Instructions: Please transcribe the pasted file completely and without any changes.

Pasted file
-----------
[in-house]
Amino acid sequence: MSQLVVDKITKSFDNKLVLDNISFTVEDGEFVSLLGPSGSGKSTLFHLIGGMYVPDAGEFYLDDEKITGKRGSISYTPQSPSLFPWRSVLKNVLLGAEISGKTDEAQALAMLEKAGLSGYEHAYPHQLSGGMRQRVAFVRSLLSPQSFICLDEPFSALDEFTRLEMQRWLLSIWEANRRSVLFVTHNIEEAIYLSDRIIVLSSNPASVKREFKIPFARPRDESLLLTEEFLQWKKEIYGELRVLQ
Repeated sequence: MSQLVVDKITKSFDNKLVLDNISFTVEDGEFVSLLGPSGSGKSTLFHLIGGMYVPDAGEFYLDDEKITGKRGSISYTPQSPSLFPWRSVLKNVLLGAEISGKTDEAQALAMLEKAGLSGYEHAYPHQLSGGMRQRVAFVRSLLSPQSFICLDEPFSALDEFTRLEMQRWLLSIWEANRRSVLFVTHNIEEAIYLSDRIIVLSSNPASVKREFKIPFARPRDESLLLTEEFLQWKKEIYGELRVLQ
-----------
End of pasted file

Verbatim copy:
[in-house]
Amino acid sequence: MSQLVVDKITKSFDNKLVLDNISFTVEDGEFVSLLGPSGSGKSTLFHLIGGMYVPDAGEFYLDDEKITGKRGSISYTPQSPSLFPWRSVLKNVLLGAEISGKTDEAQALAMLEKAGLSGYEHAYPHQLSGGMRQRVAFVRSLLSPQSFICLDEPFSALDEFTRLEMQRWLLSIWEANRRSVLFVTHNIEEAIYLSDRIIVLSSNPASVKREFKIPFARPRDESLLLTEEFLQWKKEIYGELRVLQ
Repeated sequence: MSQLVVDKITKSFDNKLVLDNISFTVEDGEFVSLLGPSGSGKSTLFHLIGGMYVPDAGEFYLDDEKITGKRGSISYTPQSPSLFPWRSVLKNVLLGAEISGKTDEAQALAMLEKAGLSGYEHAYPHQLSGGMRQRVAFVRSLLSPQSFICLDEPFSALDEFTRLEMQRWLLSIWEANRRSVLFVTHNIEEAIYLSDRIIVLSSNPASVKREFKIPFARPRDESLLLTEEFLQWKKEIYGELRVLQ